By Bob Allen
A two-day preaching conference held each year prior to the Southern Baptist Convention once criticized as too narrow is now being scrutinized for inviting speakers who are non-Baptists.
Recent Baptist blogs have questioned an invitation to this year’s SBC Pastors Conference to Dr. Ben Carson, a retired neurosurgeon and political analyst expected to announce May 5 he is running for the Republican nomination for president of the United States.
Carson, a best-selling author who became a popular spokesman in conservative media after criticizing President Obama to his face at the National Prayer Breakfast at the White House in 2013, is a Seventh-day Adventist, a group that shares much theology with orthodox Christianity but worships on Saturday instead of Sunday and has its own distinctive views concerning the Second Coming of Christ.
Baptist 21, a group blog that sponsors a panel discussion at the SBC annual meeting, recently raised concerns not only about those differences with Southern Baptist theology, but also because, on Easter Sunday, Carson posted on Facebook: “Let us also remember that Jews, Christians and Muslims all believe in God, and while there are ideological differences in who Jesus was, we should find peace in the fact that we are all God’s children.”
“Certainly, we do not all worship the same God — we worship the Trinity whom Muslims and Jews would deny,” said the blog dedicated to biblical fidelity in ministry geared for the 21st century. “And, the idea that we are all God’s children is at best the type of liberalism the Conservative Resurgence sought to address, and at worst, it is universalism.”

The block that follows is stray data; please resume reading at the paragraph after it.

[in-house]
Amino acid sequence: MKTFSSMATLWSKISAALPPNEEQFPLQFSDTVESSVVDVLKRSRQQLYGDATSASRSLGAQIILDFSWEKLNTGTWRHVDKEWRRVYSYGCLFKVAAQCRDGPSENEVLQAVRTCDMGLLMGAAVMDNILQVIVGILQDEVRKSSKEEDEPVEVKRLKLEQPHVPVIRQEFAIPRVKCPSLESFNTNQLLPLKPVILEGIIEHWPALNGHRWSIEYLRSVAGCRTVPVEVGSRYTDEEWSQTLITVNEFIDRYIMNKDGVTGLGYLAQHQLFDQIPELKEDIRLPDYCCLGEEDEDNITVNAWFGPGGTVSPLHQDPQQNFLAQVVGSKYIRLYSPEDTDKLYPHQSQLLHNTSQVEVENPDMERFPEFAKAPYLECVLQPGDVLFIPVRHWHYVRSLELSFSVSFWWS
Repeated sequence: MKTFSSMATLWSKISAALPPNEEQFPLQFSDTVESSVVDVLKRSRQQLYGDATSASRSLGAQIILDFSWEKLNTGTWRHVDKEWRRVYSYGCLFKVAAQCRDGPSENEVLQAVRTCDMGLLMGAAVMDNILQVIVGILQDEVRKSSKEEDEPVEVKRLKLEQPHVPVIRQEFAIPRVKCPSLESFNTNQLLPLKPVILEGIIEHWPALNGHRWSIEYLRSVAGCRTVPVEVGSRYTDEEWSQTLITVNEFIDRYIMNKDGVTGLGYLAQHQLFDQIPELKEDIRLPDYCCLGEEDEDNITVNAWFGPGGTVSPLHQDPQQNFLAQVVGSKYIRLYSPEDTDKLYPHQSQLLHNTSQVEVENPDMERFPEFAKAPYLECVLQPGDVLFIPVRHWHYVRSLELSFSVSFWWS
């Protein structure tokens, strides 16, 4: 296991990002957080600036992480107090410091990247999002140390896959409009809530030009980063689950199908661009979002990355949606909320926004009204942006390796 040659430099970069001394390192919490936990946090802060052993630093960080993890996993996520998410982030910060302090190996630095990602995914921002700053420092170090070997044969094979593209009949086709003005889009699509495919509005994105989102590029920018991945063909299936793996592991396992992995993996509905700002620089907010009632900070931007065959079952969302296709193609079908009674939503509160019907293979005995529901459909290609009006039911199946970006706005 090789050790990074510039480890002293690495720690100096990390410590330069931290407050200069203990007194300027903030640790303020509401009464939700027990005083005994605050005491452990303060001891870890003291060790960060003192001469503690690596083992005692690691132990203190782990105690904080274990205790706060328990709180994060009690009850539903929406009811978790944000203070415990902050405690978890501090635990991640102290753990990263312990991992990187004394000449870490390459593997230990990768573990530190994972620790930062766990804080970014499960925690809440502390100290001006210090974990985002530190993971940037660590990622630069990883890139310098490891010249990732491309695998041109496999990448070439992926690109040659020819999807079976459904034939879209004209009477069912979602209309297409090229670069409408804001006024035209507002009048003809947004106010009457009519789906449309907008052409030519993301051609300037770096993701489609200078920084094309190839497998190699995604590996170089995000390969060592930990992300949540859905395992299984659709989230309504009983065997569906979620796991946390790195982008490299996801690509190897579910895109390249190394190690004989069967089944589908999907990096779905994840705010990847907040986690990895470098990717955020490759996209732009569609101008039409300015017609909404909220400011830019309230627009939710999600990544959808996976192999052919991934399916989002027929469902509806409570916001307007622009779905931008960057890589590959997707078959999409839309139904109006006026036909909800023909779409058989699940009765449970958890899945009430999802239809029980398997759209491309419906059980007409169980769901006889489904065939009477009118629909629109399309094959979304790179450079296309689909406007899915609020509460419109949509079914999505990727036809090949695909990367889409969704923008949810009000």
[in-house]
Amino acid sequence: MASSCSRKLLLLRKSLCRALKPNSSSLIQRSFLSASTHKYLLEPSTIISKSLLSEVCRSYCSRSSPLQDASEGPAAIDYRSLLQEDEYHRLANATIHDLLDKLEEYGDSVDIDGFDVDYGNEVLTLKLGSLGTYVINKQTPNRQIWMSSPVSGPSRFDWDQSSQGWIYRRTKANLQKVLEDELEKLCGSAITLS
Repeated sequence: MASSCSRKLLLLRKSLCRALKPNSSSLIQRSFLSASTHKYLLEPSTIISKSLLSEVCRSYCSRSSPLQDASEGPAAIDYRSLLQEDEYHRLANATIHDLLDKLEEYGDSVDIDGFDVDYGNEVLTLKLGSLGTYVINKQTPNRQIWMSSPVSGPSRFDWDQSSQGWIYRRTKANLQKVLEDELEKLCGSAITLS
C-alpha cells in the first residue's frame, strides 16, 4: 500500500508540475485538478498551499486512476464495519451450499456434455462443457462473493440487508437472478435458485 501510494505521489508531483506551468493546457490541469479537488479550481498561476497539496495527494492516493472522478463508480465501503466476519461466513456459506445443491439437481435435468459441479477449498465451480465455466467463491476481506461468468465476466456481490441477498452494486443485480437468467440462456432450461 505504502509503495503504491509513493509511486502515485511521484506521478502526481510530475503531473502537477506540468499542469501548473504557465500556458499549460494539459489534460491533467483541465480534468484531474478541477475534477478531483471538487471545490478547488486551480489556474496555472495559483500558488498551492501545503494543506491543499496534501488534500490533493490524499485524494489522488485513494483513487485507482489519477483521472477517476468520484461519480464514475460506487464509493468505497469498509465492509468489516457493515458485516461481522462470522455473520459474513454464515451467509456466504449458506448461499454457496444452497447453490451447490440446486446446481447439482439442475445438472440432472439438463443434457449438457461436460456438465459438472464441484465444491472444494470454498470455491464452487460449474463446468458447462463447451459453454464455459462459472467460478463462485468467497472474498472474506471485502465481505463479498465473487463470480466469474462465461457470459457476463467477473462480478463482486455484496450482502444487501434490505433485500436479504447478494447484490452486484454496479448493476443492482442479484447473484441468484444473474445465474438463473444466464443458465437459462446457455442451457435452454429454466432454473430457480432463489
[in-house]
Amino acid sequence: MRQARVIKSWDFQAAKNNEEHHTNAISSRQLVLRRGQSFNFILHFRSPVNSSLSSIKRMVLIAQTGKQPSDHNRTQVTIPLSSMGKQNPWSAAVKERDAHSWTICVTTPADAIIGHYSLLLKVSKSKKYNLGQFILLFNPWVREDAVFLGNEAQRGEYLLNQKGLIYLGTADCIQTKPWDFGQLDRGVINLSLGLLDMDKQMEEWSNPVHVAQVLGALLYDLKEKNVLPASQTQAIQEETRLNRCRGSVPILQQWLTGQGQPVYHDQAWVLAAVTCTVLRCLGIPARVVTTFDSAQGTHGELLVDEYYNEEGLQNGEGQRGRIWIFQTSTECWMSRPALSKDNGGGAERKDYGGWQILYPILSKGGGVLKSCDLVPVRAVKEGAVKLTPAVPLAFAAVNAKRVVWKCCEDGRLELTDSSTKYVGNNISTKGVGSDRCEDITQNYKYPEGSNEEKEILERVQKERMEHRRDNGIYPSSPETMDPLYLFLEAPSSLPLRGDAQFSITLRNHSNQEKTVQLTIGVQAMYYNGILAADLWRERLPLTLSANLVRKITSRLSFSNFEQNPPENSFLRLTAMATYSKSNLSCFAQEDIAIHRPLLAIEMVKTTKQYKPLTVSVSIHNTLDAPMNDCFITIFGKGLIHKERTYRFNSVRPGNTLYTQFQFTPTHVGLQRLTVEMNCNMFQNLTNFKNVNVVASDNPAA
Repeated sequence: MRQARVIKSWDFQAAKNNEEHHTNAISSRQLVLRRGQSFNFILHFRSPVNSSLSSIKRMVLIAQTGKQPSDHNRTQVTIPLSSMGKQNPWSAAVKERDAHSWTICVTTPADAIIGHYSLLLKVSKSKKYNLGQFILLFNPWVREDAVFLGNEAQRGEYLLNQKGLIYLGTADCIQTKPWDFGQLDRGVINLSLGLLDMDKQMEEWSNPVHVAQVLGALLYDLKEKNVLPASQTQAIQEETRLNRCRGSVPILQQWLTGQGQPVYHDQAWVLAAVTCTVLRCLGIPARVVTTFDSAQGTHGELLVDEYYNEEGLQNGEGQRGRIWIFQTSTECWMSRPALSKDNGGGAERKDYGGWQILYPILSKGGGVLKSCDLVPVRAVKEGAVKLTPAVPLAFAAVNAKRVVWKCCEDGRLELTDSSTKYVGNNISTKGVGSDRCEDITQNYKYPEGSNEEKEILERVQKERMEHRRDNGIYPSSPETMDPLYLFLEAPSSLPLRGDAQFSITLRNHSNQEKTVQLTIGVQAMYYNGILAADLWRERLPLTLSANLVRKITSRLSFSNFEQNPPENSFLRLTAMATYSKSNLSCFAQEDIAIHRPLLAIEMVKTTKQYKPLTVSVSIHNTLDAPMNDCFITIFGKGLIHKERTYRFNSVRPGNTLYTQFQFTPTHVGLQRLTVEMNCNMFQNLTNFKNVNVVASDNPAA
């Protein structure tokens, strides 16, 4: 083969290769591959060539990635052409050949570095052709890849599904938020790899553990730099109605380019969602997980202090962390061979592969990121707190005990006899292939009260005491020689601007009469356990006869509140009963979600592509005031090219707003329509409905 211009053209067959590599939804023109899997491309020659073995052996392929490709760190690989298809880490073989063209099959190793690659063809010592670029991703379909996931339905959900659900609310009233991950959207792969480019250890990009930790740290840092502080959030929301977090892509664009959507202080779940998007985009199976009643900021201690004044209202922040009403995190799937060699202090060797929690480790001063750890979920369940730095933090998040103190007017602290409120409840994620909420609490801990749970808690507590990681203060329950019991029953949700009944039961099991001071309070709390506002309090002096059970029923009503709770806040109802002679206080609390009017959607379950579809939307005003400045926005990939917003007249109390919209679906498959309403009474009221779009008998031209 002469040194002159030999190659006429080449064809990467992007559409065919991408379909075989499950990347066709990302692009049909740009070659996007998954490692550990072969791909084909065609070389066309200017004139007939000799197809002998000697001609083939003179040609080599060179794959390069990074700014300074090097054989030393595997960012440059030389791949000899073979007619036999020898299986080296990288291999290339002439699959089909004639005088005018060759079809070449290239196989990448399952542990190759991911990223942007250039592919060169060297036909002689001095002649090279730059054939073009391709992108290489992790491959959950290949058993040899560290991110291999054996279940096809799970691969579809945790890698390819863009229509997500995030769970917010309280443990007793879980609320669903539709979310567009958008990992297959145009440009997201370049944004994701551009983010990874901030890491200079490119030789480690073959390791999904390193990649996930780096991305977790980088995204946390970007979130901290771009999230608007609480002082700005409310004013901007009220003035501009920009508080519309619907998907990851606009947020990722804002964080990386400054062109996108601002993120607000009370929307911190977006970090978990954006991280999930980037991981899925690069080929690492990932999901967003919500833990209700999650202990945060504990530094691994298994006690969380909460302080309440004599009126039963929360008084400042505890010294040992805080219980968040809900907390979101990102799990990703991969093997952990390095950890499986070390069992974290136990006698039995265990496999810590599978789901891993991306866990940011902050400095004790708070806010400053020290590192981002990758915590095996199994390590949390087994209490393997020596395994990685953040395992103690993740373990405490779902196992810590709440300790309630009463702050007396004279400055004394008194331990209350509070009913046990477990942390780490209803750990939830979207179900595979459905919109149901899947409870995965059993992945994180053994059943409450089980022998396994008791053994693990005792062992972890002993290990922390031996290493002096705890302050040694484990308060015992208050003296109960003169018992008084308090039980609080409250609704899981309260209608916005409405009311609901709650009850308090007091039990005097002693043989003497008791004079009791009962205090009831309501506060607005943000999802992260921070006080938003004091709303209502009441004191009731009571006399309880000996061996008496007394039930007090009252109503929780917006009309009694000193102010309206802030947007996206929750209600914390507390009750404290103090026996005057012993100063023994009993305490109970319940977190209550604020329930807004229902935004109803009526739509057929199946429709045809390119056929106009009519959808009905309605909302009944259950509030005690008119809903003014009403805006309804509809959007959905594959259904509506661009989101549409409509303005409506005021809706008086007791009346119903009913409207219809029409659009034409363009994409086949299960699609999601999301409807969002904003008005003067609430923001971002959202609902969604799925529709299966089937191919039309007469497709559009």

Texas pastor Bart Barber also wrote a blog in March critical of the invitation. “Let’s face it: He’s being invited because he’s a popular presidential candidate,” Barber said on another group blog called SBC Voices.
“If I were Ted Cruz (Southern Baptist, member of FBC Houston, Texas), I’d be jumping-up-and-down mad,” Barber wrote. “If I were Mike Huckabee (Southern Baptist, former president of the Arkansas Baptist State Convention), I’d write a protest song for the Little Rockers and play it on national TV.”
“The Southern Baptist Pastors Conference has passed over Southern Baptist presidential candidates and potential candidates and has yielded the convention pulpit to a Seventh-day Adventist therewith to court the electorate,” Barber opined.
Seventh-day Adventist doctrine derives from teachings of William Miller, a Baptist lay preacher who in 1833 first shared publicly his belief that the Second Advent of Jesus Christ would occur in roughly the year 1843. After Oct. 22, 1844, the day Jesus was expected to return, came and went, Miller’s followers, known as the Millerites, differed about how to understand what came to be called The Great Disappointment.
Seventh-day Adventist co-founder Ellen G. White, whom church members believe spoke authoritatively because God gave her the gift of prophecy, said she had received a vision that the 1844 date marked not the Second Coming but a heavenly event, where Christ’s atonement entered a new phase of “investigative judgment” before Christ returns to redeem a remnant found faithful to following his commands.
The North American Mission Board says because Seventh-day Adventists “are in basic agreement with historic, biblical Christianity,” the religion is not by definition a cult. NAMB regards the SDA “a Christian sect,” because “it has a number of distinctive doctrines not in accord with the mainstream of historic Christian faith.”